The training consisted of two sessions, each 1.5 hours.  The first day focused largely on a discussion of issues that the LGBT community faces in a broader context, as well as some discussion of potential resources. The second session was more practically focused on actual scenarios we might face in the academic world related to these issues.

At the end of the program, faculty can choose to sign up to be Allies.  Allies' names are listed on the website (though, faculty could opt out of that...) and we also got door signs, d2l widgets, t-shirts and other goodies.  At the end of the day, simply having these signs on the doors probably is the part of the program that has the greatest impact.  The training is otherwise not in depth enough.  Frankly, it probably couldn't be more involved... they are already asking for 3 hours of academics' time-- starting at 8 am no less.  More follow up sessions will occur and I plan to take part in those as well.  I did find the scenario training quite instructive, and that will form most of what I say at the end.

I learned a couple of different things from the program-- some of which were not the intended message.  For one, I learned that even folks who self-identify as allies can have views about the LGBT community that I find borderline offensive.  I still haven't resolved a couple of comments-- but this is not the forum.

Then again, I am also imperfect.  One of the things mentioned was that some Faculty Allies have expressed concern about putting up the ally sign on their door (see below)-- they didn't want people mis-identifying them as gay.  I'll admit, that was a fleeting thought that I had.  (For the record, the sign is on my door.) But there are definitely some underlying issues there-- again, this isn't the place.

                                                                    The Door Sign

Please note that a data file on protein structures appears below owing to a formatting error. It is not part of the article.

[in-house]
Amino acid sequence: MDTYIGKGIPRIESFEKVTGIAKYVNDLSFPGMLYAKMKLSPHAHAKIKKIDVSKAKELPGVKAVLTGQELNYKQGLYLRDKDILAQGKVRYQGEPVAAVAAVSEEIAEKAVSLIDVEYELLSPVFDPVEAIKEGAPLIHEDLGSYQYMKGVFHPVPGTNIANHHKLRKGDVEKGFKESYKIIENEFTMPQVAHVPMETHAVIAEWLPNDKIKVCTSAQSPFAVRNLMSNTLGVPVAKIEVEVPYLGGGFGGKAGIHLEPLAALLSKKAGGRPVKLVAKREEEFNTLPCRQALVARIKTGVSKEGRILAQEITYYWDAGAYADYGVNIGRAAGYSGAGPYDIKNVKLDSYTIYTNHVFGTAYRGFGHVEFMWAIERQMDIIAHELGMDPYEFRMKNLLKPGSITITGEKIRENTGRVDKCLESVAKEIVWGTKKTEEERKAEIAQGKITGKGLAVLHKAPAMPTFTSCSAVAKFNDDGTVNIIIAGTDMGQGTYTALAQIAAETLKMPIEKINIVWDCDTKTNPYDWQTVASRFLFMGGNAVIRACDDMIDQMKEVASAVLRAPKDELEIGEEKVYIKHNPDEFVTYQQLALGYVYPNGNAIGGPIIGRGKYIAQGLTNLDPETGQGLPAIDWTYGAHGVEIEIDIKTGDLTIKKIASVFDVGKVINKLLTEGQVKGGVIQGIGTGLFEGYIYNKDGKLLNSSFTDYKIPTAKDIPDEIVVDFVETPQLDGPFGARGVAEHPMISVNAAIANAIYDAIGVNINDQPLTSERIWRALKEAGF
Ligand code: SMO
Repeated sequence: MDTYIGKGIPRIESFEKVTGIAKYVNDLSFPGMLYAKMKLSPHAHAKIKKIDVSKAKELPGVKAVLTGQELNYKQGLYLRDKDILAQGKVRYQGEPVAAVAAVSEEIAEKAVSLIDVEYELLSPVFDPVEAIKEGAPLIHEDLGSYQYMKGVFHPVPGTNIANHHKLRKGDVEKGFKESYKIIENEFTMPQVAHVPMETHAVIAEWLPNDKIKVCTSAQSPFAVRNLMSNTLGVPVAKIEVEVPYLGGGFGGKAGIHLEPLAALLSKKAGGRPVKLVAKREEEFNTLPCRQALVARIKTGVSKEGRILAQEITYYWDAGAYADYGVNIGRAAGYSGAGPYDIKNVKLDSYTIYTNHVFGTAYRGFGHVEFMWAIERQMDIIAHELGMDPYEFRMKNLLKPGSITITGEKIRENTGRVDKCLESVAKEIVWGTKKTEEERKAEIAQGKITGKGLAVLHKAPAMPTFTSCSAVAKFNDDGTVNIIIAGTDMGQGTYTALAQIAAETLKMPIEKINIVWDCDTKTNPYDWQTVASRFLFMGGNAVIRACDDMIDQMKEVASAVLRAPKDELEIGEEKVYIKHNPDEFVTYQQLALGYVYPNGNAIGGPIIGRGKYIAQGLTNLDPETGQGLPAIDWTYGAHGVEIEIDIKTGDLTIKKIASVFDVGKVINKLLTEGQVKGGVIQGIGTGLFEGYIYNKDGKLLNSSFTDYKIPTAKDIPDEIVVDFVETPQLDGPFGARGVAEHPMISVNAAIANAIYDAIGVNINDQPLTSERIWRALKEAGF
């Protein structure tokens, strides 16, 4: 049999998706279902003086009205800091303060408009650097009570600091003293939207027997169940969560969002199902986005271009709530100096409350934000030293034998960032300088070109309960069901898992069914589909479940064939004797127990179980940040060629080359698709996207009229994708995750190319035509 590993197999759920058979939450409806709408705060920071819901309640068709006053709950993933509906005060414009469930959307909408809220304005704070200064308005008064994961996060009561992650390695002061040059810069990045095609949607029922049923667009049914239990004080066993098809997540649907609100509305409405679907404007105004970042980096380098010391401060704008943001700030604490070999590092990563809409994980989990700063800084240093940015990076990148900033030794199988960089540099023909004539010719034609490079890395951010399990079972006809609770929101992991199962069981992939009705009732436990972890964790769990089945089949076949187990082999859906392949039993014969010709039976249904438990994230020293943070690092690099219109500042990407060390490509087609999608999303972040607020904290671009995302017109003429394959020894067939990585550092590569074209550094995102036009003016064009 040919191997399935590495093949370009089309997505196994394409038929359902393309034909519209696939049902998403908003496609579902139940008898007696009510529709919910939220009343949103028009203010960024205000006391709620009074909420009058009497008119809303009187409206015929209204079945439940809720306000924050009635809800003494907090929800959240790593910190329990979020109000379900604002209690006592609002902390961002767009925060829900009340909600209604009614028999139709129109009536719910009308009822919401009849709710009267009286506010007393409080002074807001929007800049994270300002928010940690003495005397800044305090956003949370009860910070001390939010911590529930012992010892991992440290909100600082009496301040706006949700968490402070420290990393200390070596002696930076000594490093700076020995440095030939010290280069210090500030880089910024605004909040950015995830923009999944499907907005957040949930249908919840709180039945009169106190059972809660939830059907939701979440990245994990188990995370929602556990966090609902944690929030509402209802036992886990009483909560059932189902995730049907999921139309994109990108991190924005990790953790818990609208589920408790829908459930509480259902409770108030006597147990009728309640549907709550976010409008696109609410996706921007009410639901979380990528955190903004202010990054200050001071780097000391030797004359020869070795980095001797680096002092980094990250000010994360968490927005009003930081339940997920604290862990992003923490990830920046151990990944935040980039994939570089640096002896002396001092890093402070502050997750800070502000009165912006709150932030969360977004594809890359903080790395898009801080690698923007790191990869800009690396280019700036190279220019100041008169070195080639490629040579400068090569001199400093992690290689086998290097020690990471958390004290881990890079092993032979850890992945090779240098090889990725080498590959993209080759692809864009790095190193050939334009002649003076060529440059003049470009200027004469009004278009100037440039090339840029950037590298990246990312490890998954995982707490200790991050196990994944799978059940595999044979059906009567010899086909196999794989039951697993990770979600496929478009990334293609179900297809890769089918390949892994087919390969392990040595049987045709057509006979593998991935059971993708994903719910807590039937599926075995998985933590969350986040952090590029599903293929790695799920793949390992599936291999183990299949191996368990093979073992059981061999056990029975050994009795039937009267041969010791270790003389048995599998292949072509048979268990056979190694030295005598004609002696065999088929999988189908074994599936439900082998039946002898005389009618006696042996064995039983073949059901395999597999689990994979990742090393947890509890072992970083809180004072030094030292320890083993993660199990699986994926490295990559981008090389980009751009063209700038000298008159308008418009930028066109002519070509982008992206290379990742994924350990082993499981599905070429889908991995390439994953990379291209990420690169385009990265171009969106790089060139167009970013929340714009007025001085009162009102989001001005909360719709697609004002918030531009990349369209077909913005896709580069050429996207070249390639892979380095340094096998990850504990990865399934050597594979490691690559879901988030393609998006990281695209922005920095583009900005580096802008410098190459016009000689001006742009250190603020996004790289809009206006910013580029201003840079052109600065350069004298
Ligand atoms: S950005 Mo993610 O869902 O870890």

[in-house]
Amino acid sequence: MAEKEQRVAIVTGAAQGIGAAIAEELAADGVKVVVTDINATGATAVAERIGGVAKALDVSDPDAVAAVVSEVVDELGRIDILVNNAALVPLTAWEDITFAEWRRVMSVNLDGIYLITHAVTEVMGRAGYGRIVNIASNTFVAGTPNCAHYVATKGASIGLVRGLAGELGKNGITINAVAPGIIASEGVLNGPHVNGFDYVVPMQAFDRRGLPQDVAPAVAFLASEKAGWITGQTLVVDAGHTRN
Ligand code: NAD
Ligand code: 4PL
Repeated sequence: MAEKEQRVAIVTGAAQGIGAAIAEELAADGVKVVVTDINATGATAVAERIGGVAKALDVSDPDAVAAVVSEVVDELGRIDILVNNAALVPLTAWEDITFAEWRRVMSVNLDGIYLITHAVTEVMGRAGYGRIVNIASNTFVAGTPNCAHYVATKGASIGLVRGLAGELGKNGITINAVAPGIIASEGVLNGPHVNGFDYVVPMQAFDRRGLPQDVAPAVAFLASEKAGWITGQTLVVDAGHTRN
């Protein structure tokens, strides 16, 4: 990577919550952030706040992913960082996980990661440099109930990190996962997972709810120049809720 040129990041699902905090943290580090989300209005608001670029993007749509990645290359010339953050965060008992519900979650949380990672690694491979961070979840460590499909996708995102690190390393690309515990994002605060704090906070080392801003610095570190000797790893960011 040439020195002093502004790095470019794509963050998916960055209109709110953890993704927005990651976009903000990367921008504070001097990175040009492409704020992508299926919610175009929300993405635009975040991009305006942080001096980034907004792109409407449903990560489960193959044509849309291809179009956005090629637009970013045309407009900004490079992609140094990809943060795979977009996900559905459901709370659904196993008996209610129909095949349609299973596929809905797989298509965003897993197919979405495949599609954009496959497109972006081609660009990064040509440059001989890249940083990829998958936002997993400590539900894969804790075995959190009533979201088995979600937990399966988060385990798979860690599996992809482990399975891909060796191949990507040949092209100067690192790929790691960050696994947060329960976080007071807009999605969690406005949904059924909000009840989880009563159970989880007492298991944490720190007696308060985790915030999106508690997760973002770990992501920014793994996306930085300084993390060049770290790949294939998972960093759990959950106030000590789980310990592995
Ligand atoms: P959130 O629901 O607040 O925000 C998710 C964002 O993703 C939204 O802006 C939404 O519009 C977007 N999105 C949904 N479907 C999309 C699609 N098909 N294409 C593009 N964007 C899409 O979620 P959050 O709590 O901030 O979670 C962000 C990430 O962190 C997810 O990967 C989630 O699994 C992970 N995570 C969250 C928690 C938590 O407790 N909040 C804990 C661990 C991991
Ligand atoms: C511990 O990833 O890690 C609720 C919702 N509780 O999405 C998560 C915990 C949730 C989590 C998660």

This potentially leads to the question of what I think my role is.  Frankly, I don't think anything changes other than the visibility that I give to my views on the issue. I like to think that I have a very open relationship with my students.  I am an advocate for them in many different venues.  I hope that a student would feel comfortable enough without the official label, but if having it likely makes it more obvious.

The 2nd session focused on scenario training.  This session was excellent.  The facilitators were very clear that no single, simple answer existed for any scenario.  Context matters.  Circumstances matter.

To start the session we were split into smaller groups and given scenarios.  My group was given a scenario where a heated in-class discussion lead to a student shouting a vitriolic gay-slur (I won't type it here).  Our response was basically this:

1)  By allowing the discussion to get that heated, the instructor was setting the stage for the outburst.  Early control and tone-setting should help avoid these problems.

2)  Three out of the four members of the group agreed that the proper course of action to someone using directed hate speech was to immediately remove that person from the classroom (and possibly end class).  Personally, I would not allow the student to return to class without considerable consideration.  I would also report the incident to the Dean of Students/Student Affairs and my department head (along with anyone else who would be appropriate).  Only if I was satisfied that the offending student was truly repentant and that the victim (yes, that word is appropriate here) was willing to share a classroom with the student would I allow the student back.  That seems pretty unlikely.

One of the things that came up in the wider discussion was the lack of awareness that many of the instructors had about the level of control they had over their classrooms.  Removing disruptive students falls well within the purview of a teacher-- I hope that should it ever come up, we are willing to take that necessary step.